Prayer and Confrontation. The stakes are rising as Jesus confronts the Pharisees more regularly. In fact, in my translation of the Bible, the section that begins at v. 37 is called “Denunciation of the Pharisees and Scribes of the Law.” Ouch. If you that section, which goes to v. 54, you will read of the rising tension between Jesus and the Pharisees, simmering even to a conspiracy against Jesus.
But the first part of this chapter is about prayer (vv. 1-13). Jesus gives the Lord’s Prayer, followed by further teachings on prayer, and concluding with the very famous teaching about answered prayers. The point on which all of this pivots is repeated time and again: the proper disposition to prayer is like that of a child to his/her Father. Jesus teaches that it’s humility and trust that are the starting point of prayers. The Catechism of the Catholic Church teaches that God makes the first move in prayer. Our first move to prayer is always a response to God’s initiative and invitation.
There’s a rather complicated episode about Jesus and Beelzebul (vv. 14-23), that, if not read correctly, can leave one guessing about what Jesus is actually saying. Just to help provide some clarity: the strong man in this passage is Beelzebul, or Satan. The ‘stronger man’ that Jesus mentions in v. 22 is Him- Jesus. This is a teaching about conversion and about Jesus rescuing us from the clutches of sin. There are then four other episodes (vv. 24-26; 27-28; 29-32; 33-36) that happen in quick succession. Luke might be combining four different chronological episodes into this section simply to keep the narrative moving. Regardless, the teachings of Jesus are quick and straightforward. True blessedness, that is happiness on earth and in heaven comes from listening to the Word of God and responding to it- pretty straightforward there. Likewise, remaining vigilant during our conversion so as to reject either one or ten demons is good advice: don’t let your guard down even if it seems you are making progress on the journey to holiness.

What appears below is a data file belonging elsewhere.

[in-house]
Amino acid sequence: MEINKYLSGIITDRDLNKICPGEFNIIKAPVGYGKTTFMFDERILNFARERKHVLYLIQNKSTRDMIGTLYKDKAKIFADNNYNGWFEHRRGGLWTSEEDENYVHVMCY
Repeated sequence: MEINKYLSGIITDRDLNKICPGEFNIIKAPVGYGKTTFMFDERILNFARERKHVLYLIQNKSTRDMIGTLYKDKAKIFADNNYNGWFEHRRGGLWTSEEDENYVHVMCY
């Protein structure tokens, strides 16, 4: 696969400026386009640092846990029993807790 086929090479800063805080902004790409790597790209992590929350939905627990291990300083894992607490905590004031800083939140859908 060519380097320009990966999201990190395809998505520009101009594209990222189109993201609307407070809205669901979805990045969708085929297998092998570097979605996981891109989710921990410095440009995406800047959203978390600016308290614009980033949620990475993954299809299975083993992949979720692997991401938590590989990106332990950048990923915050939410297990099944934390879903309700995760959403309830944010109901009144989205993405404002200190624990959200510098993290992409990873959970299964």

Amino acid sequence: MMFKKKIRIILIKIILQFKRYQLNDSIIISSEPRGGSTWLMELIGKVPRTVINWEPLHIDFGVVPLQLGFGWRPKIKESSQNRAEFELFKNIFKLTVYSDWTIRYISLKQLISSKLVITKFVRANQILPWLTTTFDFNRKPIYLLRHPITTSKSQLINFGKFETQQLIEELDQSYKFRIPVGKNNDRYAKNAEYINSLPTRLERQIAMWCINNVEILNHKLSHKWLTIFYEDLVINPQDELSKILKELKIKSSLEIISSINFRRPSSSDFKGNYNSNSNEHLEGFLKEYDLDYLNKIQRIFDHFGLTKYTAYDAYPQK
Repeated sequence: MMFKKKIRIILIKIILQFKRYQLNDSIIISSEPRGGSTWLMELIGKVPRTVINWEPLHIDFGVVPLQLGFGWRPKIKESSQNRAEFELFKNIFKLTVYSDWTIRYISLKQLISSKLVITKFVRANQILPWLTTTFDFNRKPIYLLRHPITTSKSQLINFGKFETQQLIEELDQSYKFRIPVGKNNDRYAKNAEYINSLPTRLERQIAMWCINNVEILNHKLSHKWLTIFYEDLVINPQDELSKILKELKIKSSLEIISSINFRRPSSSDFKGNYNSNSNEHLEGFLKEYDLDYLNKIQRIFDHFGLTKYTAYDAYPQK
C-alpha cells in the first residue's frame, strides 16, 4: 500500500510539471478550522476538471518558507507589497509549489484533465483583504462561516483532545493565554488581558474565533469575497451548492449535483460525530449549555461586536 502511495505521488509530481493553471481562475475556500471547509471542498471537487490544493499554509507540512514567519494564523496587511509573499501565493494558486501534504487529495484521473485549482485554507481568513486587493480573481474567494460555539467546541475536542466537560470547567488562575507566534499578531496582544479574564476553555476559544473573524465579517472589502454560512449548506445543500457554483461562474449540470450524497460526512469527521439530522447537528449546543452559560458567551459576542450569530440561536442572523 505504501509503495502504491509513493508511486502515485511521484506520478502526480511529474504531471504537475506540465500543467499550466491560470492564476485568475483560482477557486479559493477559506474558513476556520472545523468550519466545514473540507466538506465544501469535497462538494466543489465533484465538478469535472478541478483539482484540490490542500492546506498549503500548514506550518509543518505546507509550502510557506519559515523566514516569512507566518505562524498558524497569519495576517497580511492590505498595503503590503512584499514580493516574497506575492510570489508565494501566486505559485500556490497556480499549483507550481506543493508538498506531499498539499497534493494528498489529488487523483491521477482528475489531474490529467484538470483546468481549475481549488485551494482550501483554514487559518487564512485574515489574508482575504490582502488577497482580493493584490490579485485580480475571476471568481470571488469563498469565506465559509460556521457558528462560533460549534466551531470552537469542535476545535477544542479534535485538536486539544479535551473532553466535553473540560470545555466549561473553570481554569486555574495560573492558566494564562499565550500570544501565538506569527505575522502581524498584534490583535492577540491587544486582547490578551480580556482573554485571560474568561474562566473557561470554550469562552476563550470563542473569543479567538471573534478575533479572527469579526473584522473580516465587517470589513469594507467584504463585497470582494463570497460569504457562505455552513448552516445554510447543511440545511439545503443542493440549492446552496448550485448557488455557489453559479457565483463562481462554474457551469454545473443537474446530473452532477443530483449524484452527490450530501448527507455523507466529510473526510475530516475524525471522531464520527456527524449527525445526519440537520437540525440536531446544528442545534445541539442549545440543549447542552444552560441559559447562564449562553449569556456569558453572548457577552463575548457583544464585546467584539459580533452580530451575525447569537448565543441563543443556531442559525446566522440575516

The teaching about signs is somewhat complex (vv. 29-32). A little Old Testament knowledge may help: remember Jonah spent three days in the belly of the whale after running from God. After three days, he was spit up onto the beach and then did what God commanded him to do. Jonah is a Christ-figure: Jesus will spend three days in the Tomb, after which, he will rise, having accomplished the Father’s Plan for Salvation.
Point for Prayer
“Jesus, teach me to pray just as you did when the apostles asked you for such training. Strengthen my life with the attitudes of the Our Father. Lead me to see that my desire for happiness comes from you and that you are indeed the one who can fulfill that desire”(113).